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Bessie Boehm Moore was an educator and civic leader. She was widely known for her efforts in the promotion of libraries. Later in life, her focus was on economic education in the public schools and the creation of what is now the Ozark Folk Center State Park.
Bessie Grace Boehm was born on August 2, 1902, in Owensboro, Kentucky, to Edgar Boehm, a farmer, and Bessie Calloway Boehm, a homemaker. Her mother died a few hours after her birth. Boehm was taken to her aunt in Daviess County, Kentucky, where she lived until her father remarried when she was nine.
Boehm learned to read at an early age and was educated in small rural schools in Kentucky. Edgar Boehm moved his family to north-central Arkansas to settle land he acquired through the Homestead Act. Boehm continued her education at the school in nearby Mountain View (Stone County). At the age of fourteen, she took the teacher’s exam and was hired by the school board at St. James (Stone County), between Mountain View and Batesville (Independence County).
In 1924, she met Merlin Moore, and they became engaged four days later. In 1926, she accepted a job as supervisor for the Jefferson County Rural Schools in Pine Bluff (Jefferson County), where Merlin Moore resided. The couple married in September 1928. In 1937, Merlin Moore bought a cafeteria in Little Rock (Pulaski County). Bessie Moore took a position with the North Little Rock (Pulaski County) schools as an elementary schools supervisor. She earned a BA in education from Arkansas State Teachers College (now the University of Central Arkansas) in Conway (Faulkner County) in 1942. When her husband became ill in 1947, Moore joined him in their business, Moore’s Cafeteria. Her husband died of a heart attack in January 1958, and she sold the business. The Moores did not have any children.
Moore received an honorary Doctorate of Laws from the University of Arkansas (UA) in Fayetteville (Washington County) in 1959, followed by an MA in education from the University of Connecticut in Storrs in 1962.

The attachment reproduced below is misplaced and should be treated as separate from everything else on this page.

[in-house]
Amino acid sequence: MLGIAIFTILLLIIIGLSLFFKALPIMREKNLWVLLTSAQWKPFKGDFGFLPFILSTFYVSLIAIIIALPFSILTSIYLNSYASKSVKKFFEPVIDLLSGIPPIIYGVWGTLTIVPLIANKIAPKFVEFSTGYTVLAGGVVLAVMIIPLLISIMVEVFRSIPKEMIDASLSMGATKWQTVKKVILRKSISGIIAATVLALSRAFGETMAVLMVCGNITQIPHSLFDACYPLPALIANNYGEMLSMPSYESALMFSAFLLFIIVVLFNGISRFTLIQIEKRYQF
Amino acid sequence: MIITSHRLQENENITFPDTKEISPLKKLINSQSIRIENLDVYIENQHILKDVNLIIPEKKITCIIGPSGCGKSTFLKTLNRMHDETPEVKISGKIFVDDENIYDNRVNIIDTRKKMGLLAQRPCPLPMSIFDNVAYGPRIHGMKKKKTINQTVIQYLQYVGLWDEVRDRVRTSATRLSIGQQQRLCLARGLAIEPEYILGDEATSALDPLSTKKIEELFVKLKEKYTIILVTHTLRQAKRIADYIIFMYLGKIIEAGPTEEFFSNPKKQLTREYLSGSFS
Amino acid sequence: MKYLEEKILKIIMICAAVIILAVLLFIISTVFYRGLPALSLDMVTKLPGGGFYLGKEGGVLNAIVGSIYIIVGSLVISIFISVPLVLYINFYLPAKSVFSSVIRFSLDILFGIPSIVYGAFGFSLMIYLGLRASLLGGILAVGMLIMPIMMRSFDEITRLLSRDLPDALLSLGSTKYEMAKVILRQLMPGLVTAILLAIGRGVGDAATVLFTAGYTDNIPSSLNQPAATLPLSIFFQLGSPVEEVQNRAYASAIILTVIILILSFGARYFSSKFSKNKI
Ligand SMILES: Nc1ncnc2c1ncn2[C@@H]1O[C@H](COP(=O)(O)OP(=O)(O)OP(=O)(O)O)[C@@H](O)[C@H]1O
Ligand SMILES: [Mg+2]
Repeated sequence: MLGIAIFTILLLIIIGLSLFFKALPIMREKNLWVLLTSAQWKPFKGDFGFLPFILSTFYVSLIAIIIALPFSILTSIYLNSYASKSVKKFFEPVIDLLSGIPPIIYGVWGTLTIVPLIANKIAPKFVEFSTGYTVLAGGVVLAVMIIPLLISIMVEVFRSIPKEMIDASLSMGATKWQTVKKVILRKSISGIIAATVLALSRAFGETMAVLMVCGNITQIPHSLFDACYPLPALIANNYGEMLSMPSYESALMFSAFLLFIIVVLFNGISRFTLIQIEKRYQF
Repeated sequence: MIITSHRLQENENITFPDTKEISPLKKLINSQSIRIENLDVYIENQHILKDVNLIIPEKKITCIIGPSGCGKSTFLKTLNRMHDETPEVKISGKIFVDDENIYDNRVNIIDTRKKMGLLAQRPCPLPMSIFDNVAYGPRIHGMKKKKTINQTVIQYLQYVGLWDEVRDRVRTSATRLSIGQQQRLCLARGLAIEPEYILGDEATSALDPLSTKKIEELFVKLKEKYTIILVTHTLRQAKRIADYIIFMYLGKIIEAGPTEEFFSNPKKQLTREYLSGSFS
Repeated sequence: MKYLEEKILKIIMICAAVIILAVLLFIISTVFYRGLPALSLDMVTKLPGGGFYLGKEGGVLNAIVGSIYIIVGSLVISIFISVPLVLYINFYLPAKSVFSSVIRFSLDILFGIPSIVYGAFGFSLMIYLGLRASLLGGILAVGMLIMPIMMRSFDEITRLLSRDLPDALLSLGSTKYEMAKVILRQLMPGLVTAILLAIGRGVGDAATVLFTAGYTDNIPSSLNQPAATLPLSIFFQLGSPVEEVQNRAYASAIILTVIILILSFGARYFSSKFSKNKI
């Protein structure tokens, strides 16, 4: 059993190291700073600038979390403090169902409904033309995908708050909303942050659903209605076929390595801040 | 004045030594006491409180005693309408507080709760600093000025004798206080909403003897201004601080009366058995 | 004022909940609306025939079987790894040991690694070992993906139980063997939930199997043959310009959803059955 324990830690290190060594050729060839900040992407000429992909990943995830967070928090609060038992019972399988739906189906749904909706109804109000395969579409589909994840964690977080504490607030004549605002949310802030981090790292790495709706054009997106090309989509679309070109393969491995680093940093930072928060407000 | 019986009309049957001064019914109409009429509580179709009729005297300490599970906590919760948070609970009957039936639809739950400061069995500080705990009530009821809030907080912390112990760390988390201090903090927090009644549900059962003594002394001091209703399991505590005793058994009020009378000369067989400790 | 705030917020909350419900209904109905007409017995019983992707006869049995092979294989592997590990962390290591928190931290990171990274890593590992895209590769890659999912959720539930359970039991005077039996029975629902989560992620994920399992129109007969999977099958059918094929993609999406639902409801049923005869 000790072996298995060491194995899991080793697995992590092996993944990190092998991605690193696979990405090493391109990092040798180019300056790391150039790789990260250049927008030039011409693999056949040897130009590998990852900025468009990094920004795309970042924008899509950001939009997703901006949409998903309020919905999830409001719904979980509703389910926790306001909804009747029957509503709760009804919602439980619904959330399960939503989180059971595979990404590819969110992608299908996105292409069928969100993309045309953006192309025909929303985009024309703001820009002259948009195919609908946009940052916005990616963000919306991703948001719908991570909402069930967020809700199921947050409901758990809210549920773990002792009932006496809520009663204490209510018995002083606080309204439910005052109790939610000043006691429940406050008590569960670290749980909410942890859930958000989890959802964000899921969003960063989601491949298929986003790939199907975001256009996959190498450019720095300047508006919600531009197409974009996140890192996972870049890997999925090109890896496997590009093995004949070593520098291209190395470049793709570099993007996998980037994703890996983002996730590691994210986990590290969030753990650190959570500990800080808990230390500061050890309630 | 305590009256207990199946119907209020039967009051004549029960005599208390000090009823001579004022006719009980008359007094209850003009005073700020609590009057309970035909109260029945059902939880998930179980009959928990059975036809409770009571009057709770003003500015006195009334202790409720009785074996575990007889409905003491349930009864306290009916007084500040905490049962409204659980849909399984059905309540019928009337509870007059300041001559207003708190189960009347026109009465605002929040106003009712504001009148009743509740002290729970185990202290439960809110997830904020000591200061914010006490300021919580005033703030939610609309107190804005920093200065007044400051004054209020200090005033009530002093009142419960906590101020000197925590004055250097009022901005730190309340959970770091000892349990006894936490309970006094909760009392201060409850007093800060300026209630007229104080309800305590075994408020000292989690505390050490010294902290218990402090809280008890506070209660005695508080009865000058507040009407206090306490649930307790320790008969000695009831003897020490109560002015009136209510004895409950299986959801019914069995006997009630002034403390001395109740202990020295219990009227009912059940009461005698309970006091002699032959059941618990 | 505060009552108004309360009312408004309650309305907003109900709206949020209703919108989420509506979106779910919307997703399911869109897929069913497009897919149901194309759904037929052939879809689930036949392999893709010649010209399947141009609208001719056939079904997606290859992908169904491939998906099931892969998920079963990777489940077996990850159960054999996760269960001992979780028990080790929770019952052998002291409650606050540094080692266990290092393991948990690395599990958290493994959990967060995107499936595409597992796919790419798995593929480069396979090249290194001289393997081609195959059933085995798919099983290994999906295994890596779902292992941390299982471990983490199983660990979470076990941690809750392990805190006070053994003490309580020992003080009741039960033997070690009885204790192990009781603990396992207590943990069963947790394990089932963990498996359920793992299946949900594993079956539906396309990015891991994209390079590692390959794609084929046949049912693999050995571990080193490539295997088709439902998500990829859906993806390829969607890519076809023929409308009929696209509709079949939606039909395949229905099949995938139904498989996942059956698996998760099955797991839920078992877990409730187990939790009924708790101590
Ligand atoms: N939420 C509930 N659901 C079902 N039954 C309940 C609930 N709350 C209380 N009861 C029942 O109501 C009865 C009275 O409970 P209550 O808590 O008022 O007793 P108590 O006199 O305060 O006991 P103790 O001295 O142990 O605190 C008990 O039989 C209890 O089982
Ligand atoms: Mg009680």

Returning to the education profession after her husband’s death, Moore joined the Arkansas Department of Education as supervisor of elementary education. In 1961, she was appointed coordinator of economic education, where she worked to implement a program of economic education through the school systems. The Arkansas State Council on Economic Education was formed in 1962, with Moore as the executive director. She served in that capacity until 1979. The Center for Economic Education at the University of Arkansas was named the Bessie Boehm Moore Center for Economic Education and dedicated in her honor on May 25, 1979.
Her interest in libraries began early in her career, and she was instrumental in the organization of the first county library in 1926 in Pine Bluff. Moore joined the American Library Association in 1929 and began working on the promotion of libraries at the national level. She was appointed to the board of the Arkansas Library Commission in 1941 and served until 1979. She was active in the trustee division and served as president of the American Library Trustee Association (ALTA) from 1957 to 1959. In 1966, she was appointed by President Lyndon Johnson to the National Advisory Commission on Libraries (which later became the National Commission on Libraries and Information Science). Moore served until 1988 due to successive appointments by U.S. presidents Richard Nixon, Jimmy Carter, and Ronald Reagan. The American Library Association awarded its honorary membership to Moore in 1980, the association’s highest honor.
Moore served as chair of the Ozark Folk Cultural Commission and led its efforts, which culminated with the dedication of the Ozark Folk Center State Park in Mountain View on May 5, 1973. The Committee of 100 was established in 1974 through the joint effort of Moore and Betty Bumpers (wife of Governor Dale Bumpers) to carry out annual fundraising to support the Ozark Folk Center. Appointed to the Arkansas Sesquicentennial Celebration Commission in preparation for the state’s 1986 sesquicentennial, Moore served as chair of the Finance Task Force.
The Bessie B. Moore Stone County Library in Mountain View opened in August 1992 and was named in recognition of her efforts and her $100,000 contribution, which started the fundraising drive. When the Arkansas State Library moved in January 2010 to 900 West Capitol Avenue, the largest meeting room was named the Bessie B. Moore Conference Room.
Moore died on October 24, 1995, in Little Rock, and is buried in Graceland Cemetery in Pine Bluff.
For additional information:Cox, Sandra. “Bessie Moore: Champion of Libraries Also Made Mission of Economic Education.”Arkansas Democrat-Gazette, October 25, 1995, p. 6B.
Fersh, George L., and Mildred Fersh.Bessie Moore: A Biography. Little Rock: August House, 1986.
Rains, Judy. “High Profile: Bessie Grace Boehm Moore.”Arkansas Democrat, May 27, 1990, pp. 1, 8.
Carolyn AshcraftArkansas State Library
Last Updated 11/9/2012
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